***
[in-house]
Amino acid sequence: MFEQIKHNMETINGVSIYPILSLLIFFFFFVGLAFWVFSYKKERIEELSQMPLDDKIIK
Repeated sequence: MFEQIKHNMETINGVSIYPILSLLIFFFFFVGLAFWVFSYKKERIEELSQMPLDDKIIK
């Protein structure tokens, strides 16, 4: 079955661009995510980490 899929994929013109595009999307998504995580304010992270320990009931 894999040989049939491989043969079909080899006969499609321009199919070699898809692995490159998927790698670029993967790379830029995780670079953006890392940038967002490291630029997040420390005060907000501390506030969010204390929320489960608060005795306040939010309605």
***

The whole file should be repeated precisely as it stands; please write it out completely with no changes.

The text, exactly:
[in-house]
Amino acid sequence: MFEQIKHNMETINGVSIYPILSLLIFFFFFVGLAFWVFSYKKERIEELSQMPLDDKIIK
Repeated sequence: MFEQIKHNMETINGVSIYPILSLLIFFFFFVGLAFWVFSYKKERIEELSQMPLDDKIIK
């Protein structure tokens, strides 16, 4: 079955661009995510980490 899929994929013109595009999307998504995580304010992270320990009931 894999040989049939491989043969079909080899006969499609321009199919070699898809692995490159998927790698670029993967790379830029995780670079953006890392940038967002490291630029997040420390005060907000501390506030969010204390929320489960608060005795306040939010309605």